The state office in charge of Oregon's elections was granted funding from the Legislature for an internet security position to protect against Russian government interference and hacking by others, officials said Tuesday.
While Adm. Mike Rogers, director of the U.S. Cyber Command and the National Security Agency, said Tuesday in Washington that the U.S. response to Russian meddling and disinformation campaigns has not been strong enough, Oregon has been taking steps to bolster its cyber-defenses.
A letter signed by Oregon Deputy Secretary of State Leslie Cummings asked for $166,348 to cover the cost of the new IT security position, saying "Oregon was one of 21 states targeted by Russian government cyber activities."
Cummings said in an interview with The Associated Press the new employee, once hired, will put in new equipment that was purchased with funds budgeted by the legislature in 2017.
The person will be responsible for beefing up security on all of Secretary of State Dennis Richardson's computer systems, including voter registration, the auditing department and the state archives — departments which he is responsible for.
Richardson, who's the state's top Republican, said Tuesday that he recently attended a briefing with National Intelligence, the Department Homeland Security and FBI officials.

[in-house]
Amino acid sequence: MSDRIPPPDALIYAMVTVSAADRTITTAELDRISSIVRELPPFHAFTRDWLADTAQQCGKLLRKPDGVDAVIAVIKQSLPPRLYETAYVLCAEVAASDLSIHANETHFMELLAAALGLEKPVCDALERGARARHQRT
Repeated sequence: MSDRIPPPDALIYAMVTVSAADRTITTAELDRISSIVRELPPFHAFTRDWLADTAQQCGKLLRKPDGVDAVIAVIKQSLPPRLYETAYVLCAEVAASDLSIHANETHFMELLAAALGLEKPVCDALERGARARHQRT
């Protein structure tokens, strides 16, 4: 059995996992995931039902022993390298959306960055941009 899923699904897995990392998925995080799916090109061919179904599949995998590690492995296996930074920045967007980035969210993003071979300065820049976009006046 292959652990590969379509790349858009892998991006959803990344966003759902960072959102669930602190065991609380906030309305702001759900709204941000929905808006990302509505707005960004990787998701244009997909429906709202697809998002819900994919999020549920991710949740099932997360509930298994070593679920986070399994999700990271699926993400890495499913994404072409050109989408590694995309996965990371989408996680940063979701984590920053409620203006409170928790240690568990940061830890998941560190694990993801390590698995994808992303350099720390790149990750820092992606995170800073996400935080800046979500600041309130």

"As you can imagine, cybersecurity dominated our discussions," Richardson said in a statement.
"The Department of Homeland Security has assured us that Oregon's voter registration database was not breached."
Richardson and Cummings both said election results cannot be hacked because ballots are on paper and are either mailed in or dropped in secure ballot boxes, then counted by hand by county clerks and their personnel.
"You can't hack paper, so there is no vulnerability there," Cummings said.
In her letter, which was first reported by The Oregonian/OregonLive on Tuesday and dated January 8, Cummings emphasized the Russian threat as she sought the funding for the staff position.
"An additional IT security position is needed to expedite implementation of Homeland Security recommendations and protect Oregon elections from potential foreign interference," Cummings wrote to the Interim Joint Committee on Ways and Means.
She said the Legislature granted the funds during its current short session.
The new technology should be running before the election next November, Cummings told AP.
"It was better prevention tools that were granted to us, and we're just looking for the person to help put it in," she said.